Aristotle, Austen And Ethical SEO…

What do these three have in common? They all advocate building relationships by being helpful and being nice, whether you are a Victorian aunt or a digital marketer…

“I have always maintained the importance of aunts”, wrote Jane Austen in a letter to her niece.

Austen’s interest in aunts is clearly shown in her novels: aunts abound. Some are married, some are widowed, some are rich and some poor, but one thing they frequently express is their Victorian sensibility to be useful, especially the unmarried ones: “How can I be of use?”

Engage Your Inner Auntie

Once you’ve decided who your audience is, engage your goodly ‘aunt’ or ‘uncle’ self and ask ‘How can I be of use to this reader/audience?’

By asking this question, it bypasses confusions about how to be your ‘real’ self, which let’s face it, might takes years of therapy and a mountain of cash. And you need to write this article today!

I am an aunt, and I have good relationship with my niece. My intention, in that relationship, is to be useful, generous, kind and respectful, and of course a good laugh. It is one step removed from the intimacy of being a mother, and I am careful to act as an equal, to avoid superiority, dogma or judgment at all costs, and to remember how sophisticated she is. I really like her, so it’s not that hard.

Aristotle’s Book of Friendship

To write well I want to like my reader, and to feel they like me. Central to this is the idea that my audience is my friend. Or at least, someone I respect.

Wayne C. Booth wrote about how he saw certain favourite authors as his friends, someone he trusted and admired, who shared his values but who helped him be his better self.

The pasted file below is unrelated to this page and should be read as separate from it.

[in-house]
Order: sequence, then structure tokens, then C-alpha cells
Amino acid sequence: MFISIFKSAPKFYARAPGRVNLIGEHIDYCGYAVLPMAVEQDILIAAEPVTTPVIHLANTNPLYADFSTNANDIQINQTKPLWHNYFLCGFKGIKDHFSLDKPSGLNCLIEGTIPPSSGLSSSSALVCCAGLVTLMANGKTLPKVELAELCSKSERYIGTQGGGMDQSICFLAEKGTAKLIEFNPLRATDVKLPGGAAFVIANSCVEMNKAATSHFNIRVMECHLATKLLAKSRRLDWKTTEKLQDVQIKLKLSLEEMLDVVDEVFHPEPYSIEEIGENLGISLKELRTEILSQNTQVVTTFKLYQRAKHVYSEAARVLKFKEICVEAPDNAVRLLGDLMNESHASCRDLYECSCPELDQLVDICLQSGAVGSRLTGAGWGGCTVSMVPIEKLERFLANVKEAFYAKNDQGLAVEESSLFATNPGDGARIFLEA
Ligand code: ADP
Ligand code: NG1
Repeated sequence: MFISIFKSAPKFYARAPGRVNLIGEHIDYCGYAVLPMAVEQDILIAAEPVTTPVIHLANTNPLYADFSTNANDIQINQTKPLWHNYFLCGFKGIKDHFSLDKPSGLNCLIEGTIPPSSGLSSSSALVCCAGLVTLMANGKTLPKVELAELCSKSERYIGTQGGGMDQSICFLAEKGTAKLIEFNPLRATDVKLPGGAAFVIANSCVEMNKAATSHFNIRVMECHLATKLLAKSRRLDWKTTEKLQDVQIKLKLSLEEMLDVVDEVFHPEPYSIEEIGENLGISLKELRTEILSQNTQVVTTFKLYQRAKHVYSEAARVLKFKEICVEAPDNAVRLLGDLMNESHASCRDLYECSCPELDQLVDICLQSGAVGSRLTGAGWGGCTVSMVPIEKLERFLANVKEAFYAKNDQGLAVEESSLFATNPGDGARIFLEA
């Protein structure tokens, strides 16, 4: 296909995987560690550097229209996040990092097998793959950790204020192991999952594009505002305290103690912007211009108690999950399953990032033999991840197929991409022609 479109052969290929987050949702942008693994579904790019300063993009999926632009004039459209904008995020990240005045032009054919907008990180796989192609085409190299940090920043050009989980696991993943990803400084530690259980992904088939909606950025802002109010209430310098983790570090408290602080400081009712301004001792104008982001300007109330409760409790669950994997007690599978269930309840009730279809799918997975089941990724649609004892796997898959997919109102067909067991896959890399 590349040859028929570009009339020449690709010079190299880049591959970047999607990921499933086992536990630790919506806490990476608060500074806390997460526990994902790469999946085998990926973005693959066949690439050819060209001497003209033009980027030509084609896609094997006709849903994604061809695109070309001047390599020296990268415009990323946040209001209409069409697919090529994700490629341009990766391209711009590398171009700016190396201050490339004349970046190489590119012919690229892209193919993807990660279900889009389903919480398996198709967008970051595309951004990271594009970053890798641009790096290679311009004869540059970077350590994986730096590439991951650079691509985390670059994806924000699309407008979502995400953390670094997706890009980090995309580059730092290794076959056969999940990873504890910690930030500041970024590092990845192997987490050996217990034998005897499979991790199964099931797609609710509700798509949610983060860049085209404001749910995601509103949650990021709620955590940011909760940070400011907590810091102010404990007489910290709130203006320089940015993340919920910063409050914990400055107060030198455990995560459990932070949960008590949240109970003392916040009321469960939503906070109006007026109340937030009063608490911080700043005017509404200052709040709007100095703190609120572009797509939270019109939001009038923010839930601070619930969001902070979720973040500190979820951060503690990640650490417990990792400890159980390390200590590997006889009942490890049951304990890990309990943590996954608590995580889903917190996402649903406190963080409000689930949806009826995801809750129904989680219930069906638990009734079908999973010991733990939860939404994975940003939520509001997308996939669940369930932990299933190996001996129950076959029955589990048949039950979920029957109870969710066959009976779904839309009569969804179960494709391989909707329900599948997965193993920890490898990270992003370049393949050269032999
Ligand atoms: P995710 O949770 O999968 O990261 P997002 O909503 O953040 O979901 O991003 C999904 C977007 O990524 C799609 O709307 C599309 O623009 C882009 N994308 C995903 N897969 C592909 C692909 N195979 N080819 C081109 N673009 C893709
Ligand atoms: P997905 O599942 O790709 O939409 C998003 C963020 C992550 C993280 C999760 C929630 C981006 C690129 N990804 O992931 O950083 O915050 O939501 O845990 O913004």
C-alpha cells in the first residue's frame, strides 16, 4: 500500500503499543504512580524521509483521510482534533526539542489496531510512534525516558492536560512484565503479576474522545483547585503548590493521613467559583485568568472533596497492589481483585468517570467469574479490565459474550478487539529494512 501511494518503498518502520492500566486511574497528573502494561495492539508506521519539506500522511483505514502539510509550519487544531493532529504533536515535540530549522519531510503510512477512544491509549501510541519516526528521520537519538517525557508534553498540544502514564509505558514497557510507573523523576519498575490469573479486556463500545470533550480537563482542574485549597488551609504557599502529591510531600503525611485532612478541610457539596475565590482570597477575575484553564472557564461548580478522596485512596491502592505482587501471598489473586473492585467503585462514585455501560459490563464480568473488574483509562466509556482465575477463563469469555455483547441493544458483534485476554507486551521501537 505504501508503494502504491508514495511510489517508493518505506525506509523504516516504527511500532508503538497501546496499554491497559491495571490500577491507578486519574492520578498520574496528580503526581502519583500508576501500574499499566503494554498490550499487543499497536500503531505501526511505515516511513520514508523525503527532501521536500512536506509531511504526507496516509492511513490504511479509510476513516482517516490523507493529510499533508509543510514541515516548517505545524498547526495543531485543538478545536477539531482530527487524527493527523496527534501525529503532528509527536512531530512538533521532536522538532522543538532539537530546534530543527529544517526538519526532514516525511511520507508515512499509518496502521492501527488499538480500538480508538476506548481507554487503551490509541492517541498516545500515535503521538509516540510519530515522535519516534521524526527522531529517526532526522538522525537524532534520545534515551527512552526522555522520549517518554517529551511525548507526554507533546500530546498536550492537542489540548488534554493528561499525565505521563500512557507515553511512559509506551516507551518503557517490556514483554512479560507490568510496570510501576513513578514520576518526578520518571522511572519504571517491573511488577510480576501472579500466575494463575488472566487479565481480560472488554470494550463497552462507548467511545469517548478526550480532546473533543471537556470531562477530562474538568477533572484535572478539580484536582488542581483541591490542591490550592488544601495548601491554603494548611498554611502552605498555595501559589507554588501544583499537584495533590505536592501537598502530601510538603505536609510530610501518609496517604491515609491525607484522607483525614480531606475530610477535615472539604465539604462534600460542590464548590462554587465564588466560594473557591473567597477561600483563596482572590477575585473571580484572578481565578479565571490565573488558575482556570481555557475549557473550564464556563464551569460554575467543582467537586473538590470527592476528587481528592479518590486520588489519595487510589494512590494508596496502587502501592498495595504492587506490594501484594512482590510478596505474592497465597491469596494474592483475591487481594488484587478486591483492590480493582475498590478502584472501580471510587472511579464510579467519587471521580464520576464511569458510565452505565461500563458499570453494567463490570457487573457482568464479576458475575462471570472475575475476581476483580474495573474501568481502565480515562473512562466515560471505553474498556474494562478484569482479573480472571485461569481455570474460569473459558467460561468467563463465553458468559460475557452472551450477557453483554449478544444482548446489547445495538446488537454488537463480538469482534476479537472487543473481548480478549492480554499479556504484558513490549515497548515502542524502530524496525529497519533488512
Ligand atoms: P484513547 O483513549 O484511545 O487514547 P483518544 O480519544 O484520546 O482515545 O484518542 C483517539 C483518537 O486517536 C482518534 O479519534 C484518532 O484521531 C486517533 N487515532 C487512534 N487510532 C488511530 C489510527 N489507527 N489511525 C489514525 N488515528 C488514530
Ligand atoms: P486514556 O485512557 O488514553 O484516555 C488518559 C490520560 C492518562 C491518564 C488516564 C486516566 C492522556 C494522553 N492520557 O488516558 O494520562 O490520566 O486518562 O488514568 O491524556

Seth Godin is a good example of someone whose writing takes on the warmth, and insightful intimacy of a friendly, reliable uncle. His kudos and his brilliance help, but the egalitarian manner and generosity with which he does things have attracted and influenced a plethora of adoring Godin devotees.

In ‘Nicomachean Ethics’, Aristotle prescribes what elements are required if a friendship is to be successful. I think those rules apply well to content writing and the implied reciprocal relationship of reader and writer:

  • The Pleasurable:

Make sure your writing entertains and stimulates the reader. Pleasure in fiction instigates the active desire to move from A to B, in other words use plot and story telling. If your reader is engaged enough to get to the end you’ve succeeded. Use passion and/or emotion to engage a reader with your story, don’t be shy of using personal anecdote or experience – we all love the human narrative.

  • The Useful:

Engage your helpful self. Provide fresh information and valuable content that your reader will benefit from and make it credible and usable with properly researched proof and evidence. Be empathic, once you’ve decided upon your implied reader, think about what they might want or need, how can you help them in some way? What might they be afraid of, frustrated by? Can you comfort them?

  • The Virtuous:

It’s a loaded word, but don’t be put off. Being authentic and honest comes under this category. Try to be positivity and compassionate and if possible, retain some degree of humility. If a story touches on some human theme of value then your reader might be inspired to action because you have appealed to their better nature. Check out how Seth Godin does this in this recent post…even if the action is simply to ignore the critic!